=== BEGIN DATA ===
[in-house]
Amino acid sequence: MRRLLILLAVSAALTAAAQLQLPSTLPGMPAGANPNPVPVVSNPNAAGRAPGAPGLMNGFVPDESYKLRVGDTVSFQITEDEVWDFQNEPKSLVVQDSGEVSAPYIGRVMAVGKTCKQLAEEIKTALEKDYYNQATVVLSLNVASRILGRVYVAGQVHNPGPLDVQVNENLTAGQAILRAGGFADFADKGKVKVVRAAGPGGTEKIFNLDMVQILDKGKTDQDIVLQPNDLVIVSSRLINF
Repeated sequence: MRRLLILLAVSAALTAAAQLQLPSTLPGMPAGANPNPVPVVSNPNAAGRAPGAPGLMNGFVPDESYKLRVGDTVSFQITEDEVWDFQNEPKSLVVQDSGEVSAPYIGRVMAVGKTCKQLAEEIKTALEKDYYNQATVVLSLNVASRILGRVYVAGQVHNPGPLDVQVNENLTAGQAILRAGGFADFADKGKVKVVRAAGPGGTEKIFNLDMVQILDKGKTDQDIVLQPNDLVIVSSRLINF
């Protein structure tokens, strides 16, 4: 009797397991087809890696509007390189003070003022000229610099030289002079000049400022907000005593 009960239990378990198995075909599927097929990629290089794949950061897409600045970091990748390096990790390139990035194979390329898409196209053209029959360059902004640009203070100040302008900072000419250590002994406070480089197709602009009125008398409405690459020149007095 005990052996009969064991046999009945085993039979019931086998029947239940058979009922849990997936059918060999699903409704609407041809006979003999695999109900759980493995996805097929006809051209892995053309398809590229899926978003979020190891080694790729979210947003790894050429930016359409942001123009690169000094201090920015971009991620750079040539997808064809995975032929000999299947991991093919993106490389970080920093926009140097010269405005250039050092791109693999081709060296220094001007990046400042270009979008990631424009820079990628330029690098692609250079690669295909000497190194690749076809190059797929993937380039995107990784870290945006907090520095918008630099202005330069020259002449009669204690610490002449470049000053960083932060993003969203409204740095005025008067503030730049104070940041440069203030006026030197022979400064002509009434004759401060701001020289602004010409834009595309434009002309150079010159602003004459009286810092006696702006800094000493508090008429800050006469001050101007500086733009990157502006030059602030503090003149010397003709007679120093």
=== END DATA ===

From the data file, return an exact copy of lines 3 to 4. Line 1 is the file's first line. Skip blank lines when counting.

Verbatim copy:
Repeated sequence: MRRLLILLAVSAALTAAAQLQLPSTLPGMPAGANPNPVPVVSNPNAAGRAPGAPGLMNGFVPDESYKLRVGDTVSFQITEDEVWDFQNEPKSLVVQDSGEVSAPYIGRVMAVGKTCKQLAEEIKTALEKDYYNQATVVLSLNVASRILGRVYVAGQVHNPGPLDVQVNENLTAGQAILRAGGFADFADKGKVKVVRAAGPGGTEKIFNLDMVQILDKGKTDQDIVLQPNDLVIVSSRLINF
């Protein structure tokens, strides 16, 4: 009797397991087809890696509007390189003070003022000229610099030289002079000049400022907000005593 009960239990378990198995075909599927097929990629290089794949950061897409600045970091990748390096990790390139990035194979390329898409196209053209029959360059902004640009203070100040302008900072000419250590002994406070480089197709602009009125008398409405690459020149007095 005990052996009969064991046999009945085993039979019931086998029947239940058979009922849990997936059918060999699903409704609407041809006979003999695999109900759980493995996805097929006809051209892995053309398809590229899926978003979020190891080694790729979210947003790894050429930016359409942001123009690169000094201090920015971009991620750079040539997808064809995975032929000999299947991991093919993106490389970080920093926009140097010269405005250039050092791109693999081709060296220094001007990046400042270009979008990631424009820079990628330029690098692609250079690669295909000497190194690749076809190059797929993937380039995107990784870290945006907090520095918008630099202005330069020259002449009669204690610490002449470049000053960083932060993003969203409204740095005025008067503030730049104070940041440069203030006026030197022979400064002509009434004759401060701001020289602004010409834009595309434009002309150079010159602003004459009286810092006696702006800094000493508090008429800050006469001050101007500086733009990157502006030059602030503090003149010397003709007679120093």